While the original pilgrims really did host a feast attended by Indigenous peoples in 1621, the occasion neither marked the Natives’ welcome to the Europeans nor initiated an annual event; for the Plymouth colonists, a “day of Thanksgiving” called for fasting and prayer, not a feast, while for the ninety Wampanoag in attendance the gathering signaled merely a local alliance—not a general invitation to take their lands. In This Land Is Their Land (Bloomsbury, $32) David J. Silverman, the author of Thundersticks, looks afresh at a tradition that doesn’t commemorate a historical occasion as much as reflect the accretion of a set of half-truths. Examining four centuries of politics, erasures, and myths, he counters the traditionally one-sided story of the national holiday by putting it into the context of Native American history and culture—both of which pre-dated the European “discovery” of territory neither “wild nor “new,” just as they have survived U.S. efforts to write them out of the nation’s record. Focusing on the Wampanoag, Silverman delves deeply into indigenous rituals, beliefs, hierarchies, methods of warfare, economies, and much more, highlights where Natives and Europeans were most likely to misunderstand each other, and, noting that “the question…is how to move forward,” takes the narrative though Thanksgiving’s latest iteration as the National Day of Mourning.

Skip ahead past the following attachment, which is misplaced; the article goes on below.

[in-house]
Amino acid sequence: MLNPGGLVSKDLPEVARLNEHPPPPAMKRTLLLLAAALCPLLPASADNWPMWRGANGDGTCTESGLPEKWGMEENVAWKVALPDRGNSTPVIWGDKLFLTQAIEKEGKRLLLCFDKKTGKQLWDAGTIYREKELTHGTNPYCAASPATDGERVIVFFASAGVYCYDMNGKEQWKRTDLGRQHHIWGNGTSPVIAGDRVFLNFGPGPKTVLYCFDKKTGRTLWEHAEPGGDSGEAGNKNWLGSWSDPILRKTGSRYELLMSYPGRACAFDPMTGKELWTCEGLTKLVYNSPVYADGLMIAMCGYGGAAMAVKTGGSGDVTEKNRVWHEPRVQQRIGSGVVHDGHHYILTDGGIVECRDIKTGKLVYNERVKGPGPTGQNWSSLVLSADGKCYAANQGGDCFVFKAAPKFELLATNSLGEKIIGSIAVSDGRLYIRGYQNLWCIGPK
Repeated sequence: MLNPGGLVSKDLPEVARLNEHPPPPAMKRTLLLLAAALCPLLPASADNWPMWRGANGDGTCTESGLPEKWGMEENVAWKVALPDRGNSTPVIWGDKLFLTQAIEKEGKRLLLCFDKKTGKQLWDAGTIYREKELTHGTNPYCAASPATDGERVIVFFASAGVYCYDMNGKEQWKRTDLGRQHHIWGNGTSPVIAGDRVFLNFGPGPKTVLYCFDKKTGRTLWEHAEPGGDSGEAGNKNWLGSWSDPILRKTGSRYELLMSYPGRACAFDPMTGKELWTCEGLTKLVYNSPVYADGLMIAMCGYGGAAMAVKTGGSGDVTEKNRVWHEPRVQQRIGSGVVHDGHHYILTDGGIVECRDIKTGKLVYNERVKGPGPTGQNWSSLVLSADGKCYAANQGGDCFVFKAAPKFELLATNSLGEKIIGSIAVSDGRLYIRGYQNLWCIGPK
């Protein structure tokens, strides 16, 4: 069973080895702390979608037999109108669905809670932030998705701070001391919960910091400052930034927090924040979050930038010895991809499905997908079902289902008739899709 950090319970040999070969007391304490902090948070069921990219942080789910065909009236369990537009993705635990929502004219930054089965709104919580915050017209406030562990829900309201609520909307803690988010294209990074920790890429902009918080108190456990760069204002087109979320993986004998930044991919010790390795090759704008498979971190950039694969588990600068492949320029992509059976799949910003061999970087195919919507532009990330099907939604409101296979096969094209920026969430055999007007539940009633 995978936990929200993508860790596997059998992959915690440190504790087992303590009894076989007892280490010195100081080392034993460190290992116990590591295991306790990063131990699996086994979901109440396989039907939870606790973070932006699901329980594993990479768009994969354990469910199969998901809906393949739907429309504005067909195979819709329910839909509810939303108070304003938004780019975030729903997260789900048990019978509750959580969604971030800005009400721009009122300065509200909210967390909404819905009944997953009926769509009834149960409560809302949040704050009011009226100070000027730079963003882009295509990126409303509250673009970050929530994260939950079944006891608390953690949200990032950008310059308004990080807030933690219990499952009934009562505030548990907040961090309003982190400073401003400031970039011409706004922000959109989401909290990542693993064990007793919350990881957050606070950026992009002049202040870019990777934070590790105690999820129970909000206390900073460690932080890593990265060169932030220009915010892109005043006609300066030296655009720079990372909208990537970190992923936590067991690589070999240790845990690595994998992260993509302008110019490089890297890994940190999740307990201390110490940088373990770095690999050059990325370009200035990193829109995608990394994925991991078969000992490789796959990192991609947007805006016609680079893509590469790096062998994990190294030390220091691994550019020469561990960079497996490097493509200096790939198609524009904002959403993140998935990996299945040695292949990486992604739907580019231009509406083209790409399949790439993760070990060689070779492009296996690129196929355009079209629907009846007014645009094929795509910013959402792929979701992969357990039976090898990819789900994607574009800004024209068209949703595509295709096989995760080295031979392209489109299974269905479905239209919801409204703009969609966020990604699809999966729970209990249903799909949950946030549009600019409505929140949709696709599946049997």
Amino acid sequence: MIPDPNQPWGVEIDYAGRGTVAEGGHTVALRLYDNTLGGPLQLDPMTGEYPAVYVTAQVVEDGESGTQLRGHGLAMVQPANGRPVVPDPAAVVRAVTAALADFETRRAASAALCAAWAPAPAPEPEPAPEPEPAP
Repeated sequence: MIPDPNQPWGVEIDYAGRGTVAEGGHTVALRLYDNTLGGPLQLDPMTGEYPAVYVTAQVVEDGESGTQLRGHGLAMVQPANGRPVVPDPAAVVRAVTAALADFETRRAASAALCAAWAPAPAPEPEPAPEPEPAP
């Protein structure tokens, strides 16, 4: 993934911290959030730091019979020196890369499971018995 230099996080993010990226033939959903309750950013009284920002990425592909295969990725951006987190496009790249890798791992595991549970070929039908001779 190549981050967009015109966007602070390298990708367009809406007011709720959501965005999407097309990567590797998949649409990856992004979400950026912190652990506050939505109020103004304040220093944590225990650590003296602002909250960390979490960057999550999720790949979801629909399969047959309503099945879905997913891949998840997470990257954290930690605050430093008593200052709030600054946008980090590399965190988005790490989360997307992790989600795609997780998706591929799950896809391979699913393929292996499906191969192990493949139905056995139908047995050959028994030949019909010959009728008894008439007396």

In the wake of the Civil War, the 13th amendment abolished slavery, the 14th constitutionalized the principle of birthright citizenship and equality before the law, and the 15th aimed to secure black male suffrage. In The Second Founding, historian Eric Foner describes how these revisions amounted to a profound and pivotal remaking of the Constitution to establish the principle of equality, yet were undermined by Supreme Court decisions and state actions. Not until well into the 20th Century did the U.S. undertake renewed strides toward realizing the concepts of racial equality, due process, and individual rights reflected in the Reconstruction amendments. Amid fresh political challenges today to birthright citizenship, voting rights, due process, and equal protection of the law, Foner’s book is especially relevant and key to understanding the history and meaning of the Reconstruction amendments.
As he did in his trilogy about the Allied triumph in Europe during World War II, Rick Atkinson brings extensive research, keen attention to detail, and narrative elegance to the telling of yet another grand conflict—this time, the American Revolution. The British are Coming is the first of three volumes that Atkinson intends to write about the war for America, and it’s another magnificent history, vividly and commandingly narrated, weaving together the perspectives of many characters high and low along with meaningful assessments of the action. Although much has been written about the American Revolution, no one had done a start-to-finish battle history for some time, and the actual experience of the war hadn’t been made real to readers for many, many years—until now.